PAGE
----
Remembering B.I. Race Week's 'voice'

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Jane Mansfield, known for years as "the voice" of Block Island Race Week, died March 8 from an extended illness in Punta Gorda, Fla.

She was 76 years old.

Jane Mansfield

Mansfield was involved with the race for more than 40 years, as an announcer as well as running the duty office, says her daughter Bridget Schumacher. That time behind the microphone, starting in the late 1960s, gained Mansfield notoriety within the racing community.

"I remember being a little girl eating in a restaurant and someone got up from a nearby table and approached my mother saying, 'Oh my gosh, it's you! It's the voice!' " says Schumacher.

The Storm Trysail Club of Larchmont, N.Y., hosts the race every year. It is a 185-nautical-mile run from Stamford, Conn., down Long Island Sound, around Block Island, R.I., and back to Stamford. In its 65th year, the race has become a rite of passage for many newcomers to the sport. The 2010 running is slated to begin May 28.

Penny Langone of Larchmont, N.Y., who raced with her father in a Cal 40 during the 1960s, remembers Mansfield's distinctive voice well and also her equally distinctive personality.

"She was in charge of roughly 5,000 misbehaved sailors and she took her job with great joy," says Langone. "She had such a keen sense of humor that she was not afraid to use over the loudspeaker."

After one evening of revelry, Langone remembers, she heard Mansfield's voice ring out over the docks, chastising one sailor who'd clearly celebrated too long: "Stan," Mansfield announced, "judging by the way you are walking, you should go home and sober up."

"She had such a deep voice for such a petite, small person," says Langone. "A real class act."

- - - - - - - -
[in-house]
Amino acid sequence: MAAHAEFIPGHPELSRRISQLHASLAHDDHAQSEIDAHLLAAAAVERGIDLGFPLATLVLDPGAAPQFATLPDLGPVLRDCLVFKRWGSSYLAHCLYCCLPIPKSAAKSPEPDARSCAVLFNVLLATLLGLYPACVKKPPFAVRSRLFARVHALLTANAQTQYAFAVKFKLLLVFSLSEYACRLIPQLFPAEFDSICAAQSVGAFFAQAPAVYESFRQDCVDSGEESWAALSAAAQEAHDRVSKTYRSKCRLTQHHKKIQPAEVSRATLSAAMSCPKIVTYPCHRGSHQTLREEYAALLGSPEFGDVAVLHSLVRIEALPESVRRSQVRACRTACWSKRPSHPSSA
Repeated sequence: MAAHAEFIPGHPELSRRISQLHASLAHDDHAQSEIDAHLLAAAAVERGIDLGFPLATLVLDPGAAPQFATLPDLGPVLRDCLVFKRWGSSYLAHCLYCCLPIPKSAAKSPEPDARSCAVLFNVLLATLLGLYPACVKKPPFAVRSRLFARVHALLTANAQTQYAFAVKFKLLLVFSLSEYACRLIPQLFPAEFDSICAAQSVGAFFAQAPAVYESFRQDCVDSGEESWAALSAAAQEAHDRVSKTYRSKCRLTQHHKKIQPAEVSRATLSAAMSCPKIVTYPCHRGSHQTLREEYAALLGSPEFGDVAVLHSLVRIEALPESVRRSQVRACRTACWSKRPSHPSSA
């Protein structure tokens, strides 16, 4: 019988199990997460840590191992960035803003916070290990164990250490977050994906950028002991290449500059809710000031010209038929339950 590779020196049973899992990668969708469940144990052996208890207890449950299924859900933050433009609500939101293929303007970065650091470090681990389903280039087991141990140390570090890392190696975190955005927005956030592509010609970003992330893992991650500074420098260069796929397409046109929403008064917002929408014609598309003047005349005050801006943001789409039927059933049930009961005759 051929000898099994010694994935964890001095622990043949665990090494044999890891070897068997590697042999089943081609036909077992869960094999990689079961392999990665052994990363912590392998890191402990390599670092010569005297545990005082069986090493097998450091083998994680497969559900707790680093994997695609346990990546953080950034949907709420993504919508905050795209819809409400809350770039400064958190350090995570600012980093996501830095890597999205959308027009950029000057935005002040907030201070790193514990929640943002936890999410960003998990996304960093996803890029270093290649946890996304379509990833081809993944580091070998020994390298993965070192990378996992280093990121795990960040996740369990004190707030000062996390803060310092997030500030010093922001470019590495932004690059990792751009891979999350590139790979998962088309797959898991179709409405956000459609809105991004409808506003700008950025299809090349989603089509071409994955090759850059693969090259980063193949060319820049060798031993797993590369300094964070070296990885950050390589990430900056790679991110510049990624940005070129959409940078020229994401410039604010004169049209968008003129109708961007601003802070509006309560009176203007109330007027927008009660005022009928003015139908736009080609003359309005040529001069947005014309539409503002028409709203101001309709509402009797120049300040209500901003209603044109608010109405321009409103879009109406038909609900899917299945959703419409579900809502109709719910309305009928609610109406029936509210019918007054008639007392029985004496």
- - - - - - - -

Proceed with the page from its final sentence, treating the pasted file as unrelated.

Mansfield was the announcer until 1991 and was involved with the duty office until 2007. Her husband, Skip, an avid boater, says her duties included processing paperwork for the sailors and making sure accounts were kept accurately.

Mansfield was born and raised in New Rochelle, N.Y., and married in 1956. She soon found herself catching the sea bug when Skip began taking her frostbiting with the Storm Trysail Club.

"Ocean racing was my passion and I drew her along," says Skip Mansfield. "She loved it."

The couple started out with an 18-foot Hampton One Design sailboat, graduated to a 40-foot lobster boat built in Nova Scotia for cruising, a 27-foot Albin aft cabin model, and moved up to their current vessel, a 30-foot Luhrs sportfisherman.

They settled in Rye, N.Y., and moved to Miami in their later years, then finally to Punta Gorda, Fla., where Skip Mansfield still resides.

Skip says one of his fondest memories of his wife was in the late 1960s when a friend gave the young couple a 43-foot yawl to use for a week; it had a fully stocked galley - plus an oven.

"Jane really liked to cook, especially offshore, and I liked to eat, so we were perfect for each other," says Skip. "I'll never forget the smell of baking bread while being under way."

Jane Mansfield was the face of the duty office at Block Island, says Marcy Trenholm, executive director of the Storm Trysail Club, who knew Mansfield for 20 years. "She trained me when I started in 1989 when I had no clue what I was doing, but she was always there to help out."

Jane was also a member of the entertainment and decorating committee of the Isles Yacht Club in Punta Gorda, Fla.

Jane is survived by her husband, Skip, three daughters - Heather, Bridget and Deidra - and eight grandchildren.

For information about the race, visit www.stormtrysail.org.

This article originally appeared in the New England Home Waters Section of the June 2010 issue.